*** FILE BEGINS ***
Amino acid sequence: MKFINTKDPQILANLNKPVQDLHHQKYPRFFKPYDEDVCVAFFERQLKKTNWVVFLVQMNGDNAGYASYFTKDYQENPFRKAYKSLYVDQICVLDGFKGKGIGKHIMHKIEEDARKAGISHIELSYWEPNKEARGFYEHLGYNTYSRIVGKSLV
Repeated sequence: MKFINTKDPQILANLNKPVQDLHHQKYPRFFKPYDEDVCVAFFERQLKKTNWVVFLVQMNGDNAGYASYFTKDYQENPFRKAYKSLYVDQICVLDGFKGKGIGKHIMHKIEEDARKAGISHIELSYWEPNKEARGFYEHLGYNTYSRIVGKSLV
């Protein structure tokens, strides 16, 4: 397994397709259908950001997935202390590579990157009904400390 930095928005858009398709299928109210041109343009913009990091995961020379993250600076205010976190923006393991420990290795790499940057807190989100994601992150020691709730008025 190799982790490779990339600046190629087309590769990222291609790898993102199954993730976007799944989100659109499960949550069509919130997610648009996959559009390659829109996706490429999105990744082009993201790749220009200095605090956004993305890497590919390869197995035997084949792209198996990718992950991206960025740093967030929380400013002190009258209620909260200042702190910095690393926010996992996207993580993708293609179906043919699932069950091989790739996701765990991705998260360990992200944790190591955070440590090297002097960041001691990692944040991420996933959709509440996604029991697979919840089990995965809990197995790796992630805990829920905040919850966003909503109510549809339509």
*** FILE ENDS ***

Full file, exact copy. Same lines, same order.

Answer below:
Amino acid sequence: MKFINTKDPQILANLNKPVQDLHHQKYPRFFKPYDEDVCVAFFERQLKKTNWVVFLVQMNGDNAGYASYFTKDYQENPFRKAYKSLYVDQICVLDGFKGKGIGKHIMHKIEEDARKAGISHIELSYWEPNKEARGFYEHLGYNTYSRIVGKSLV
Repeated sequence: MKFINTKDPQILANLNKPVQDLHHQKYPRFFKPYDEDVCVAFFERQLKKTNWVVFLVQMNGDNAGYASYFTKDYQENPFRKAYKSLYVDQICVLDGFKGKGIGKHIMHKIEEDARKAGISHIELSYWEPNKEARGFYEHLGYNTYSRIVGKSLV
């Protein structure tokens, strides 16, 4: 397994397709259908950001997935202390590579990157009904400390 930095928005858009398709299928109210041109343009913009990091995961020379993250600076205010976190923006393991420990290795790499940057807190989100994601992150020691709730008025 190799982790490779990339600046190629087309590769990222291609790898993102199954993730976007799944989100659109499960949550069509919130997610648009996959559009390659829109996706490429999105990744082009993201790749220009200095605090956004993305890497590919390869197995035997084949792209198996990718992950991206960025740093967030929380400013002190009258209620909260200042702190910095690393926010996992996207993580993708293609179906043919699932069950091989790739996701765990991705998260360990992200944790190591955070440590090297002097960041001691990692944040991420996933959709509440996604029991697979919840089990995965809990197995790796992630805990829920905040919850966003909503109510549809339509």